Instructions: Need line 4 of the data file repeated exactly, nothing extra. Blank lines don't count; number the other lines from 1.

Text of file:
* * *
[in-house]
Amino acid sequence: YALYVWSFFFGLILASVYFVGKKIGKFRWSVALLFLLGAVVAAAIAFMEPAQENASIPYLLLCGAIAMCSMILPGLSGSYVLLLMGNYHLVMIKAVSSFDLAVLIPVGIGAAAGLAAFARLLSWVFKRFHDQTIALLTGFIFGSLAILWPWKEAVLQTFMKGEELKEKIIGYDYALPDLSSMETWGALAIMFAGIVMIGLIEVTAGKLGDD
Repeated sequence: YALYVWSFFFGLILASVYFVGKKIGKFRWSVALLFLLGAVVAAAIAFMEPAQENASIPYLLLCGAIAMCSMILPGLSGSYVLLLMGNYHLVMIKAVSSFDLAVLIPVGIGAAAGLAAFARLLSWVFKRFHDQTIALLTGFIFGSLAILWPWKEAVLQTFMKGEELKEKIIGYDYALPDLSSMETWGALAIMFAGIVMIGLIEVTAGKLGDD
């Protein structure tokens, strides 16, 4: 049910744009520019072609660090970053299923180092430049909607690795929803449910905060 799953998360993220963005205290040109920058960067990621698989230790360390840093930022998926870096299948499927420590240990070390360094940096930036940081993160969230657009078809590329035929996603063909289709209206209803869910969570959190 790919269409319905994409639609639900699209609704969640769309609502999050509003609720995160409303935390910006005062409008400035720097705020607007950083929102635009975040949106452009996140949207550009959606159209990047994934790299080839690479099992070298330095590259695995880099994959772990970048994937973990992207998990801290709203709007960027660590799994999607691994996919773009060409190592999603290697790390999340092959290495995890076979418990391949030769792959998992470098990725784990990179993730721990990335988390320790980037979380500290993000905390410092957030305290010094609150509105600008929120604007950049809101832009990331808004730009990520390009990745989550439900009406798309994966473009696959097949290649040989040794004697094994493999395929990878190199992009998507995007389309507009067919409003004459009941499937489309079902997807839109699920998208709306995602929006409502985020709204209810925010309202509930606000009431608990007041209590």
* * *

């Protein structure tokens, strides 16, 4: 049910744009520019072609660090970053299923180092430049909607690795929803449910905060 799953998360993220963005205290040109920058960067990621698989230790360390840093930022998926870096299948499927420590240990070390360094940096930036940081993160969230657009078809590329035929996603063909289709209206209803869910969570959190 790919269409319905994409639609639900699209609704969640769309609502999050509003609720995160409303935390910006005062409008400035720097705020607007950083929102635009975040949106452009996140949207550009959606159209990047994934790299080839690479099992070298330095590259695995880099994959772990970048994937973990992207998990801290709203709007960027660590799994999607691994996919773009060409190592999603290697790390999340092959290495995890076979418990391949030769792959998992470098990725784990990179993730721990990335988390320790980037979380500290993000905390410092957030305290010094609150509105600008929120604007950049809101832009990331808004730009990520390009990745989550439900009406798309994966473009696959097949290649040989040794004697094994493999395929990878190199992009998507995007389309507009067919409003004459009941499937489309079902997807839109699920998208709306995602929006409502985020709204209810925010309202509930606000009431608990007041209590």